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PERC 2019 Abstract Detail Page

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Abstract Title: Assessing adaptive expertise in undergraduate engineering curricula
Abstract: Engineering programs frequently claim that they teach undergraduate students how to be good problem solvers; however, there has been no research to-date that demonstrates this, in no small part due to the fact that measuring problem-solving is quite difficult. We characterize problem-solving skills exhibited by experts as elements of "adaptive expertise," which includes critical thinking, problem-solving in novel contexts, and the ability to learn and adapt to new situations. We develop an instrument in the context of chemical process design that aims to assess elements of adaptive expertise, and how closely student thinking aligns with this framework. Preliminary investigations reveal that some students lack particular problem-solving skills; most salient is the apparent absence of a predictive framework when solving a problem. This lack of a framework leads students to make fatal errors in problem-solving, including some that they receive explicit instruction in during introductory courses. This research shows that problem-solving may not be a guaranteed byproduct of an undergraduate STEM education.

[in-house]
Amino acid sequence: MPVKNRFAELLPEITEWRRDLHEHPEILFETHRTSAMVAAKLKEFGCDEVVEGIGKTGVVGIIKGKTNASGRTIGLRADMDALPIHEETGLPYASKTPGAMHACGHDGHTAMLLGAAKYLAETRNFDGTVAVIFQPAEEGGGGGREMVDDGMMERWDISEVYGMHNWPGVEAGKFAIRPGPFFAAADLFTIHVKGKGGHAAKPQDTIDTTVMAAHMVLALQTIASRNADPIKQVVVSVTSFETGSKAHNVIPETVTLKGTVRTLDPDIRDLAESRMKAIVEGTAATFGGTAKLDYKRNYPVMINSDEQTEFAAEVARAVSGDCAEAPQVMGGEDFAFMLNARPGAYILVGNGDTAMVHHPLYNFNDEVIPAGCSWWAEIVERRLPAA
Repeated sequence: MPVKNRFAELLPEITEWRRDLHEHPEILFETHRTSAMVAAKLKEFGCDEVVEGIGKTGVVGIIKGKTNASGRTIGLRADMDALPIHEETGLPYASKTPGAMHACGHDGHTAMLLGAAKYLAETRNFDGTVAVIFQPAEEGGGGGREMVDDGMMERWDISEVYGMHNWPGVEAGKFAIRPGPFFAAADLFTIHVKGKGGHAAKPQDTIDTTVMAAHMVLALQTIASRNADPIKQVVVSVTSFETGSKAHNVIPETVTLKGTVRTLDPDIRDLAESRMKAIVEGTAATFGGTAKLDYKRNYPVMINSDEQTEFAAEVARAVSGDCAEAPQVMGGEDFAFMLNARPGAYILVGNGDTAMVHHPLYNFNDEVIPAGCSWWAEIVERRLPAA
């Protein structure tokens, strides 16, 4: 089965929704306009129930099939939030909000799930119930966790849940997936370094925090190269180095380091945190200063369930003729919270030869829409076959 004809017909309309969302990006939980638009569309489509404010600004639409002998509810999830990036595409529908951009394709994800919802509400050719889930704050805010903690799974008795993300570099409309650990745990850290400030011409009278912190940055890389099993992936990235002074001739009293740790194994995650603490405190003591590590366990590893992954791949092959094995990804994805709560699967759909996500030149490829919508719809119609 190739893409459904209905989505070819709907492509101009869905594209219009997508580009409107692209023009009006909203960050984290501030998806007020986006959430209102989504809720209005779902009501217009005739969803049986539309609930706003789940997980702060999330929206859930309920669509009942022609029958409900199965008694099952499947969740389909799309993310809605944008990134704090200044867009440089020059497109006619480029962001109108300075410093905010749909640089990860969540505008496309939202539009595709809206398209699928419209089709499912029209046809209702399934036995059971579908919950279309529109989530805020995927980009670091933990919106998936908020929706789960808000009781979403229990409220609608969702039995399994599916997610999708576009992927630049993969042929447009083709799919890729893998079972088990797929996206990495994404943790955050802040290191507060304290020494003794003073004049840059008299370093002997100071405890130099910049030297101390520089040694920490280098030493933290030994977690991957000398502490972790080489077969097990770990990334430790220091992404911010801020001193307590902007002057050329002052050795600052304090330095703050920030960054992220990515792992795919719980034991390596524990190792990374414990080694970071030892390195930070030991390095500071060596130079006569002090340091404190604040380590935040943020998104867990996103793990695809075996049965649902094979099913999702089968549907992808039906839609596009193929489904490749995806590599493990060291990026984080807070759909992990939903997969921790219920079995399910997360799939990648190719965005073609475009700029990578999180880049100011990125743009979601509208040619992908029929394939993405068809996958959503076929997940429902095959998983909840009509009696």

Abstract Type: Symposium Talk
Parallel Session: Understanding and assessing problem-solving in introductory physics
Session Time: Parallel Sessions Cluster III
Room: Cascade A
Contributed Paper Record: Contributed Paper Information
Contributed Paper Download: Download Contributed Paper

Author/Organizer Information

Primary Contact: Eric Burkholder
Stanford University